CERN officially announces the new particle

Screen shot from a CERN video animation of a heavy ion collision event.
From the release: The next step will be to determine the precise nature of the particle and its significance for our understanding of the universe. Are its properties as expected for the long-sought Higgs boson, the final missing ingredient in the Standard Model of particle physics? Or is it something more exotic?
(Image from CERN animation of a heavy ion collision.)
Geneva (4 July 2012) — At a seminar held at CERN today as a curtain raiser to the year’s major particle physics conference, ICHEP2012 in Melbourne, the ATLAS and CMS experiments presented their latest preliminary results in the search for the long sought Higgs particle. Both experiments observe a new particle in the mass region around 125-126 GeV.

“We observe in our data clear signs of a new particle, at the level of 5 sigma, in the mass region around 126 GeV. The outstanding performance of the LHC and ATLAS and the huge efforts of many people have brought us to this exciting stage,” said ATLAS experiment spokesperson Fabiola Gianotti, “but a little more time is needed to prepare these results for publication.”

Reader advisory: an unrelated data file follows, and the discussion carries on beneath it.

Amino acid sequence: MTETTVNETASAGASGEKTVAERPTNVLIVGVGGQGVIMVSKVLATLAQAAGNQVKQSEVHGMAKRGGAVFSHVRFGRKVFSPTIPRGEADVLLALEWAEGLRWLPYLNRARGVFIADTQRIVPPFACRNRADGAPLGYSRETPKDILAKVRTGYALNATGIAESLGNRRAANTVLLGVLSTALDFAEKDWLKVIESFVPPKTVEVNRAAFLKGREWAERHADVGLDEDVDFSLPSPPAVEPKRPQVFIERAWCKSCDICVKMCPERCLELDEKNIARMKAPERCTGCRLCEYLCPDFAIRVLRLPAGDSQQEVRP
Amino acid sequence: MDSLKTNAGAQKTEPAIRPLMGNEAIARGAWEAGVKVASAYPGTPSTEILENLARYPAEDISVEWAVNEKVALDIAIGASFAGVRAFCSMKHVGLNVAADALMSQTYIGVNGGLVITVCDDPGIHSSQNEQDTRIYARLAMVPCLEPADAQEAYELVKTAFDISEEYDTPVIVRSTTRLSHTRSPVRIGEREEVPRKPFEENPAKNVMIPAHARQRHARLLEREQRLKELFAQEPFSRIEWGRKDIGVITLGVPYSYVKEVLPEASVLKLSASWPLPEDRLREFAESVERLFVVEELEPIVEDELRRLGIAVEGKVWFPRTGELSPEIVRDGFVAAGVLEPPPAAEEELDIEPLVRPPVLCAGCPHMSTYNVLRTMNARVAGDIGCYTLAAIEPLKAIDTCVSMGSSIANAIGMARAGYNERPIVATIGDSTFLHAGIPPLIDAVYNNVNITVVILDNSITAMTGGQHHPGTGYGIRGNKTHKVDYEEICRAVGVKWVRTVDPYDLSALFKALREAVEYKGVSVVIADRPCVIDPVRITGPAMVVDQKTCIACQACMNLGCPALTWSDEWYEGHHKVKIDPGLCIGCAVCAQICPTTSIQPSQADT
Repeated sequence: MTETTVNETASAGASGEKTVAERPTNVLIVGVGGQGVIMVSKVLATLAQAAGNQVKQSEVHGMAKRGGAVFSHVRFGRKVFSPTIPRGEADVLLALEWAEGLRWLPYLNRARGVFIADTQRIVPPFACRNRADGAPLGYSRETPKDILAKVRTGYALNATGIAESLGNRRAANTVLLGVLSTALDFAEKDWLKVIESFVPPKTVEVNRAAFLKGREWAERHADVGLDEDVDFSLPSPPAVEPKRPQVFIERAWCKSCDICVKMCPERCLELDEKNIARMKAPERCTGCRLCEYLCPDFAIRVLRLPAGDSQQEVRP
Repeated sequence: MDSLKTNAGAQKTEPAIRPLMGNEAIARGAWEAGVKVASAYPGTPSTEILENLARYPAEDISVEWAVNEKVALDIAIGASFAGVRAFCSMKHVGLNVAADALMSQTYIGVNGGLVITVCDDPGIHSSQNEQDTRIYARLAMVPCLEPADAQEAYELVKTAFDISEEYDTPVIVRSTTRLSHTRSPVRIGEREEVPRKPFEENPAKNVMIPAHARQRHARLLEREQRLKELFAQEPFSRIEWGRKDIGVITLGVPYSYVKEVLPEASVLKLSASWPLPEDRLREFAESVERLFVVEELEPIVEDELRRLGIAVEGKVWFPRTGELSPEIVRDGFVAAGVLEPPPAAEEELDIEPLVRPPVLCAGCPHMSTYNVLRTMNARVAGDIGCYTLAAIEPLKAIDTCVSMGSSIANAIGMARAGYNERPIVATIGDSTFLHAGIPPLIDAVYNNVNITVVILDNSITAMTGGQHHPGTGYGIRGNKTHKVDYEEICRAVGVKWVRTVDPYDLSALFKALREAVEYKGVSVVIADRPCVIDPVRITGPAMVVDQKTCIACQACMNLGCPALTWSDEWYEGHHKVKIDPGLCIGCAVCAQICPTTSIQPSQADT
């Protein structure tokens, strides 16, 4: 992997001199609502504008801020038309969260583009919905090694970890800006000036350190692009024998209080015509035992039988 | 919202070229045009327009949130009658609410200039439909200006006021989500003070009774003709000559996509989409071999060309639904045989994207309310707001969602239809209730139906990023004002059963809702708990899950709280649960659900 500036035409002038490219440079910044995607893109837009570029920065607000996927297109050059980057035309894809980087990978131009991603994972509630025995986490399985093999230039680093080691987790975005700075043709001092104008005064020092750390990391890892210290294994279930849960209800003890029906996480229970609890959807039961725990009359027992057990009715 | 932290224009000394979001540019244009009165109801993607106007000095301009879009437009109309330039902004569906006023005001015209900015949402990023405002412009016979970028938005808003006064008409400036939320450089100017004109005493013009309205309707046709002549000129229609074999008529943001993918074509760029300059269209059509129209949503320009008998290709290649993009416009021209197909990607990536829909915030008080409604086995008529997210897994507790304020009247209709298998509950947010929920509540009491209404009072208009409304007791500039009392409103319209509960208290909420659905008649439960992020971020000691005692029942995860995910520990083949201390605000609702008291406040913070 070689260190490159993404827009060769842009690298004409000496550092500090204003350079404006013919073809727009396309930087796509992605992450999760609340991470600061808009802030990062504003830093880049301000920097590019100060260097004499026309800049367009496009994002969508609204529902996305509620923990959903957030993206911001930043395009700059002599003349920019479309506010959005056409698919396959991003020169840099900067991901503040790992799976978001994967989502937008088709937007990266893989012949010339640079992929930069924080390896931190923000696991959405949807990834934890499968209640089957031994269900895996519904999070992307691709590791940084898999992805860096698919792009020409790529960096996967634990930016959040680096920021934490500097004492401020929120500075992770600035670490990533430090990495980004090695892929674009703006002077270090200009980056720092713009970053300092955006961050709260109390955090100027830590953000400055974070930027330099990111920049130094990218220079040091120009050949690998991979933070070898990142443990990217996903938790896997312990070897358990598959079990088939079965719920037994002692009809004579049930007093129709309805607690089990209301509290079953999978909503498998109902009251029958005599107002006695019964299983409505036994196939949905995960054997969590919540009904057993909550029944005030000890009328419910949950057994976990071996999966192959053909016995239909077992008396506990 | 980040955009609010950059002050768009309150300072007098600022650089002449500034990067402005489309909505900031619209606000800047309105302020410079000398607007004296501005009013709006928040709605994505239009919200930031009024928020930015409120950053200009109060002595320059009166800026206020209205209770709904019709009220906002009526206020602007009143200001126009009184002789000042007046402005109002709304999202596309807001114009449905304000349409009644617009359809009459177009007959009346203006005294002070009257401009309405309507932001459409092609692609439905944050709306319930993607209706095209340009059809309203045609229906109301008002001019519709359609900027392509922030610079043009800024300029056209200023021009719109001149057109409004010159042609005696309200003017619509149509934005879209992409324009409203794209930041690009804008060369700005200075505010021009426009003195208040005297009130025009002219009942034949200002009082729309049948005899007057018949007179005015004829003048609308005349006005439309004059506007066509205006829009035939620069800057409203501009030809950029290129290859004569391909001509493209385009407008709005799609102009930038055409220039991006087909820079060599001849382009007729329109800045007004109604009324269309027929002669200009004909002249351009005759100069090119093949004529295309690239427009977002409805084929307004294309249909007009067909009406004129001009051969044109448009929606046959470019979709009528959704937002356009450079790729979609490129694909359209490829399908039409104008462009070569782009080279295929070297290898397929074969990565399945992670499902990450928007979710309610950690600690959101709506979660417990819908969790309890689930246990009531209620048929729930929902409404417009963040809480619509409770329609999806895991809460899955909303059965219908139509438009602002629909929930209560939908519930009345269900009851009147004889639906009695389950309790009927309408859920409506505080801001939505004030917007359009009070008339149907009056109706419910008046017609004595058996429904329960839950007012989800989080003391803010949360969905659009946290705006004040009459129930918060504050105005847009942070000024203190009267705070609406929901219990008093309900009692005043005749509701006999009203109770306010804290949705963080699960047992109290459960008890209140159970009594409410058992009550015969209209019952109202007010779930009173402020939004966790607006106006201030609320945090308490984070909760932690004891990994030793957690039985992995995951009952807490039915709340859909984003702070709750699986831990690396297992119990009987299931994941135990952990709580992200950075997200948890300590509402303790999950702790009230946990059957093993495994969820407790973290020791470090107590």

"The results are preliminary but the 5 sigma signal at around 125 GeV we’re seeing is dramatic. This is indeed a new particle. We know it must be a boson and it’s the heaviest boson ever found,” said CMS experiment spokesperson Joe Incandela. “The implications are very significant and it is precisely for this reason that we must be extremely diligent in all of our studies and cross-checks."

“It’s hard not to get excited by these results,” said CERN Research Director Sergio Bertolucci.

Read the complete news release.

Learn more about CERN

This SMU video featuring Physics Professor Fred Olness was made in 2008.